3) Nīkāra (नीकार):—[nī-kāra] (raḥ) 1. m. Vilifying.

Source: DDSA: Paia-sadda-mahannavo; a comprehensive Prakrit Hindi dictionary (S)

Nikara (निकर) in the Sanskrit language is related to the Prakrit words: Ṇiara, Ṇikara, Ṇigara.

[Sanskrit to German]

Nikara in German

context information

Sanskrit, also spelled संस्कृतम् (saṃskṛtam), is an ancient language of India commonly seen as the grandmother of the Indo-European language family (even English!). Closely allied with Prakrit and Pali, Sanskrit is more exhaustive in both grammar and terms and has the most extensive collection of literature in the world, greatly surpassing its sister-languages Greek and Latin.

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Hindi dictionary

Source: DDSA: A practical Hindi-English dictionary

Nikara (निकर) [Also spelled nikar]:—(nm) heap, pile, bundle; multitude, flock; shorts half-pants.

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Prakrit-English dictionary

Source: DDSA: Paia-sadda-mahannavo; a comprehensive Prakrit Hindi dictionary

Ṇikara (णिकर) in the Prakrit language is related to the Sanskrit word: Nikara.

context information

Prakrit is an ancient language closely associated with both Pali and Sanskrit. Jain literature is often composed in this language or sub-dialects, such as the Agamas and their commentaries which are written in Ardhamagadhi and Maharashtri Prakrit. The earliest extant texts can be dated to as early as the 4th century BCE although core portions might be older.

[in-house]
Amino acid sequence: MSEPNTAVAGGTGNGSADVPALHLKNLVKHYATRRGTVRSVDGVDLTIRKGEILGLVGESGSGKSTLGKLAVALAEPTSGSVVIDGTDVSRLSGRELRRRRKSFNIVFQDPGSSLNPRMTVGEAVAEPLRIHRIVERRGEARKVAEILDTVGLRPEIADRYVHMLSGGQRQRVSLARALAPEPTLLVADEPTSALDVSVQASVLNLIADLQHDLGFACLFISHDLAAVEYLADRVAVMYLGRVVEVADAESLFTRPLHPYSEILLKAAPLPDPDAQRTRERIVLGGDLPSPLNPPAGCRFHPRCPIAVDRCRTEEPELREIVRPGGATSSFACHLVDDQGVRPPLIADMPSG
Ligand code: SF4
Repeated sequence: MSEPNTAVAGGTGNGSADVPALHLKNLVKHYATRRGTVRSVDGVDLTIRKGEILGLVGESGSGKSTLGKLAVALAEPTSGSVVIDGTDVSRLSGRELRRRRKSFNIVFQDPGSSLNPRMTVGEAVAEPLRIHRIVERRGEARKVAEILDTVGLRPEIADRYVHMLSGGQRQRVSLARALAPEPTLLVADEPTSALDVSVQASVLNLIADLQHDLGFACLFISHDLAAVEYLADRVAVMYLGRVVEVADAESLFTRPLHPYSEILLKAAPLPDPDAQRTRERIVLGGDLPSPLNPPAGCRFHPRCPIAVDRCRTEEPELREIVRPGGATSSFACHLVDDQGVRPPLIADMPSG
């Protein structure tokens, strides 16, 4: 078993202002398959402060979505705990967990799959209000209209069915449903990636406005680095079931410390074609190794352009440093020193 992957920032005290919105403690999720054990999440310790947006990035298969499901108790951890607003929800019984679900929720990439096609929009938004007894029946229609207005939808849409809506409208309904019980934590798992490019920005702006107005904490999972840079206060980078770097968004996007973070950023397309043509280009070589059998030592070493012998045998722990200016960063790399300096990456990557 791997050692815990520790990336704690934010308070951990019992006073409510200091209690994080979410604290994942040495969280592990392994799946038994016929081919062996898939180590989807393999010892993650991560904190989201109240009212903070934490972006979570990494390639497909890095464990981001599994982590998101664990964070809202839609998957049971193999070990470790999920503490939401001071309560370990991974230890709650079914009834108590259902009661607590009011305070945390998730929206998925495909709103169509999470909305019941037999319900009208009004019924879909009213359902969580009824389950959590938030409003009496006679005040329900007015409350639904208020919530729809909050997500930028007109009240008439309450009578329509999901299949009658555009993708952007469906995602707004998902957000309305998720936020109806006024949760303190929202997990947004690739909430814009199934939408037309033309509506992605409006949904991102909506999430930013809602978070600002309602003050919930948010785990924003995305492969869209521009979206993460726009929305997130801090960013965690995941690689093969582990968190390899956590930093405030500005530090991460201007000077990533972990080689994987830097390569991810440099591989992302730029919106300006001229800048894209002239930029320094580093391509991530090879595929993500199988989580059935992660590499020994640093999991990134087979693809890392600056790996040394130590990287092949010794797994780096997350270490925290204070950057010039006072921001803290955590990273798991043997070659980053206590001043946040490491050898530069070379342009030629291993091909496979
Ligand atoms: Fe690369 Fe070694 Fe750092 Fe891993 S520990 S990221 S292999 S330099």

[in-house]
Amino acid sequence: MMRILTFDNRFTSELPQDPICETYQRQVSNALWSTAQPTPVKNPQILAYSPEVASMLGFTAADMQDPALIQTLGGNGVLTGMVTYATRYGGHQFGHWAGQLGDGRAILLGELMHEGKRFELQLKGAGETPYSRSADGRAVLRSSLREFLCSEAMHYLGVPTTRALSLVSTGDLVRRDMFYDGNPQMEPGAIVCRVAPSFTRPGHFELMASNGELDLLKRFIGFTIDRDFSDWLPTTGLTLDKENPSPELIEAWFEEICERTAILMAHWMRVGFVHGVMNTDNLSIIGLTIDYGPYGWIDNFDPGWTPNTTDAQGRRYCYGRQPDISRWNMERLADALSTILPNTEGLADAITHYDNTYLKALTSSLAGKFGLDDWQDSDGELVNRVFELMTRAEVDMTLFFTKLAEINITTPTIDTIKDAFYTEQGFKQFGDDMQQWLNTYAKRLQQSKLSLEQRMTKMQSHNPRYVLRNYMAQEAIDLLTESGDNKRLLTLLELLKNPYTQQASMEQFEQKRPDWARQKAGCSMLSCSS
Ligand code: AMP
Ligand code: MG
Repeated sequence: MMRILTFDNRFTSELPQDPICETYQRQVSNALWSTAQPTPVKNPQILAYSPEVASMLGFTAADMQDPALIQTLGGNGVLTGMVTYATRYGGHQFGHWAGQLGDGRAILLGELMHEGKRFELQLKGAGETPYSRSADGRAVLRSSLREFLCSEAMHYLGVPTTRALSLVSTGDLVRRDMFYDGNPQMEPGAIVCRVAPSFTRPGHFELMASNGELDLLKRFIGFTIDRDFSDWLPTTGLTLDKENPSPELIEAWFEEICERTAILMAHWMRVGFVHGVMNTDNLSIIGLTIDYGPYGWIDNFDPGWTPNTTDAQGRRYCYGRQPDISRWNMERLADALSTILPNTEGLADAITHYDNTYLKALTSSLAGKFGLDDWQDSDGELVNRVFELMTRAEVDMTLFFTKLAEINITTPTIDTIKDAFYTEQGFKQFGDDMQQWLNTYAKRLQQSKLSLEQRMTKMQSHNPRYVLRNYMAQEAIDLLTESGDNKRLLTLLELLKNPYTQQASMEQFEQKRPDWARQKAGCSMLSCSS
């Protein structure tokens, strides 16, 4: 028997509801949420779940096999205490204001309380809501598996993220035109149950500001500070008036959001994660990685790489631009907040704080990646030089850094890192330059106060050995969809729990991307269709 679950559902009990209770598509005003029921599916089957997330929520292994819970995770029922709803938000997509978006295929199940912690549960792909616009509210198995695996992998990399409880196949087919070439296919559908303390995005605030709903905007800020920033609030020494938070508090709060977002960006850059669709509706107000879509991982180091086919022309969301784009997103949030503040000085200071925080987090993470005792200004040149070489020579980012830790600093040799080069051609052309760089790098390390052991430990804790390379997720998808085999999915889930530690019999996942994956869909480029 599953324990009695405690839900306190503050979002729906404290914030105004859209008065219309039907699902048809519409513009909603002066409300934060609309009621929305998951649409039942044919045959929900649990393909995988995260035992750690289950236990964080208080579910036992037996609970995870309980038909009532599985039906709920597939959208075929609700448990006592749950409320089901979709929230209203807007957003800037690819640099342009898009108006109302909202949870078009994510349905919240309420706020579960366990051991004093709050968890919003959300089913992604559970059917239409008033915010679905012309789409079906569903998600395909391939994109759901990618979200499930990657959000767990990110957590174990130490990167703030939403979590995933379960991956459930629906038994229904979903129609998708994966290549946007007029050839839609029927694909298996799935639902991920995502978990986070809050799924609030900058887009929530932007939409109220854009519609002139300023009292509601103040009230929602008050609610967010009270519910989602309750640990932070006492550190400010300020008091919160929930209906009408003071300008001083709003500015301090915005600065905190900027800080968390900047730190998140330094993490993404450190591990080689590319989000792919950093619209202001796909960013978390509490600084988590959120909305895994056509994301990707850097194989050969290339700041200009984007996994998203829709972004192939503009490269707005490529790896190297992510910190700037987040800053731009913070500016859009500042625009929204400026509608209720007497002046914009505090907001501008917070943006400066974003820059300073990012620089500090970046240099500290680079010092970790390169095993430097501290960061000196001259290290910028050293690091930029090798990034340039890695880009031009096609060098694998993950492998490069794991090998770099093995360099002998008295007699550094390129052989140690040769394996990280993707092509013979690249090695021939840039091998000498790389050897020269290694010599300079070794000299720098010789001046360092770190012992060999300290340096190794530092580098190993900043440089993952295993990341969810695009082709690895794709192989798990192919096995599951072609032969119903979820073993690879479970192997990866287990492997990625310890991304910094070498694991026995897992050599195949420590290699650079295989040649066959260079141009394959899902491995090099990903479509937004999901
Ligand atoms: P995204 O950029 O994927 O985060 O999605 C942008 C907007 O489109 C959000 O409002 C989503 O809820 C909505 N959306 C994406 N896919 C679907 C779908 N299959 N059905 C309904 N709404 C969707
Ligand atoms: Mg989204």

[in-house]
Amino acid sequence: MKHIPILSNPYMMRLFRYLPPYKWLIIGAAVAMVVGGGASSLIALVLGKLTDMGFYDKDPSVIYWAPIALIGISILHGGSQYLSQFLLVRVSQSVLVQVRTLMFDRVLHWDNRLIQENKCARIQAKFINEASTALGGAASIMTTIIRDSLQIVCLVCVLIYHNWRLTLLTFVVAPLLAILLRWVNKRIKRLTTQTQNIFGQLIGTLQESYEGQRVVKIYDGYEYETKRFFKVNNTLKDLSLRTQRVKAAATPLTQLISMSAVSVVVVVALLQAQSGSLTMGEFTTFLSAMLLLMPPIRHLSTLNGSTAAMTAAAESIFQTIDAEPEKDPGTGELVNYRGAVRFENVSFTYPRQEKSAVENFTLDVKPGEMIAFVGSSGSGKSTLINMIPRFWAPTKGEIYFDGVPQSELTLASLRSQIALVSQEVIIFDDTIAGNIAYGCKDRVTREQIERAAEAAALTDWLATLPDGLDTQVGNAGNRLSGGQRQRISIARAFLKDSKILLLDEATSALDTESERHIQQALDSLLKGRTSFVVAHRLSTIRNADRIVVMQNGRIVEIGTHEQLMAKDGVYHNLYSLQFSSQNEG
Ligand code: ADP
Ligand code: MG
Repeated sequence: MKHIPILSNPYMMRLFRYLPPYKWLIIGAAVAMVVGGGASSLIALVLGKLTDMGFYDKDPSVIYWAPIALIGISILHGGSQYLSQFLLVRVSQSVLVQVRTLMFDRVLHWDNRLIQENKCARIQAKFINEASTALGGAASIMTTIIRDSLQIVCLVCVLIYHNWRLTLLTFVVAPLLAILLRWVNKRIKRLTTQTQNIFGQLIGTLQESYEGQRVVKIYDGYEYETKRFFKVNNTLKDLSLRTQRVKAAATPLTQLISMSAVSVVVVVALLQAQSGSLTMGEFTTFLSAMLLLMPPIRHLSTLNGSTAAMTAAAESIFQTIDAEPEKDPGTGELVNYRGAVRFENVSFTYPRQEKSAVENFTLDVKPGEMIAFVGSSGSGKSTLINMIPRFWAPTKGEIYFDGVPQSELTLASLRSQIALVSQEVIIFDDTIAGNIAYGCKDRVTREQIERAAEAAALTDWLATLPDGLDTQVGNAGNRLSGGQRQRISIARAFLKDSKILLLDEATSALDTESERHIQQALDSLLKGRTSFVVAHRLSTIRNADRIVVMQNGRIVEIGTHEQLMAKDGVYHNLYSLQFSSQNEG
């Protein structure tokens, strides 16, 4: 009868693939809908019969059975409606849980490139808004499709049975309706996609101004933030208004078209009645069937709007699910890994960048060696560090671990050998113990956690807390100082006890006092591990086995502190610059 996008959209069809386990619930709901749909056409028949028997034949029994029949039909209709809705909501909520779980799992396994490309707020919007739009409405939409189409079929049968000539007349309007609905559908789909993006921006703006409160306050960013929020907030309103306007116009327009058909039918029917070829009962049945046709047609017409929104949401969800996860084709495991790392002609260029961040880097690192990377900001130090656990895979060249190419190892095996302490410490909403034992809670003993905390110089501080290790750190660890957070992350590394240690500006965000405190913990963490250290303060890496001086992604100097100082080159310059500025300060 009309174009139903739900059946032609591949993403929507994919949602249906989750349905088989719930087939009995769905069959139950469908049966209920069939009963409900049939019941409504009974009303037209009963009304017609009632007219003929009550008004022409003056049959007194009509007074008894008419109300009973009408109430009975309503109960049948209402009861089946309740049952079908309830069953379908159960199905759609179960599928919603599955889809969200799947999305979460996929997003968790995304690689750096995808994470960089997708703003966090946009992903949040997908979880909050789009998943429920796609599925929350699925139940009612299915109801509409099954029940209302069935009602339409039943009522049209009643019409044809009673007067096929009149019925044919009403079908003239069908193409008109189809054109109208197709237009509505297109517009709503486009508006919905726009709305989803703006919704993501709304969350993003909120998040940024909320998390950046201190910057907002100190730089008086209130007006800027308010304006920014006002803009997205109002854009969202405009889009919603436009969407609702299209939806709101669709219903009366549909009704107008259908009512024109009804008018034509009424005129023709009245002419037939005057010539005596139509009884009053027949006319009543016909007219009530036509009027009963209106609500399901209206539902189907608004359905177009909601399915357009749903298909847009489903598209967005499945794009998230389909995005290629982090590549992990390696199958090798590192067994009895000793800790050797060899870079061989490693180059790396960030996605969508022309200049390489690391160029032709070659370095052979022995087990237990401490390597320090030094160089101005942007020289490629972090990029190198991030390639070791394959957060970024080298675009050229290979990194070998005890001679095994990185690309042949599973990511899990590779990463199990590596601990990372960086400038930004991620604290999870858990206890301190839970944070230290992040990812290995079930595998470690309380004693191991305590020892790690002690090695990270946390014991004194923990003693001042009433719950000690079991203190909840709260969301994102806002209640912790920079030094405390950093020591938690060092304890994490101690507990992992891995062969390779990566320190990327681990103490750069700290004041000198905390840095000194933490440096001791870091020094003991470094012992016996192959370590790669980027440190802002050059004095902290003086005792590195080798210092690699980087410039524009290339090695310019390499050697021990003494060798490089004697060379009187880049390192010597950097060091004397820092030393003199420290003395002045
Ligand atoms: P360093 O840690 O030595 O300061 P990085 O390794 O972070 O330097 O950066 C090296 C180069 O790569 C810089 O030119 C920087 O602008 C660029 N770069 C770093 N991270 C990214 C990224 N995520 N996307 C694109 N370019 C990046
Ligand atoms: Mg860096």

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Kannada-English dictionary

Source: Alar: Kannada-English corpus

Nikara (ನಿಕರ):—

1) [noun] a crowd of people.

2) [noun] a pile or mound of things, usu. Jumbled together; a heap.

3) [noun] a number of things tied together; a bundle.

4) [noun] the essential being which makes something what it is; essence.

5) [noun] a befitting gift or presentation.

6) [noun] a treasure or the best of anything.

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Nikara (ನಿಕರ):—[adjective] exact; precise; accurate.

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Nikara (ನಿಕರ):—[noun] the quality being accurate; precision; exactness.

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Nikāra (ನಿಕಾರ):—

1) [noun] a winnowing of corn.

2) [noun] the act of lifting up.

3) [noun] the act or an instance of killing; slaughter.

4) [noun] a hurting of another’s pride or dignity by treating contemptuously; humiliation.

5) [noun] wickedness, malice or hatred.

6) [noun] an opposed condition; hostility.

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Nikāra (ನಿಕಾರ):—

1) [noun] the quality of condition of being clean; cleanliness.

2) [noun] a washed, clean cloth.

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Nīkara (ನೀಕರ):—

1) [noun] the act of removing or taking off.

2) [noun] a disdainful treatment; a looking down upon; contempt.

3) [noun] he who removes; a remover.

context information

Kannada is a Dravidian language (as opposed to the Indo-European language family) mainly spoken in the southwestern region of India.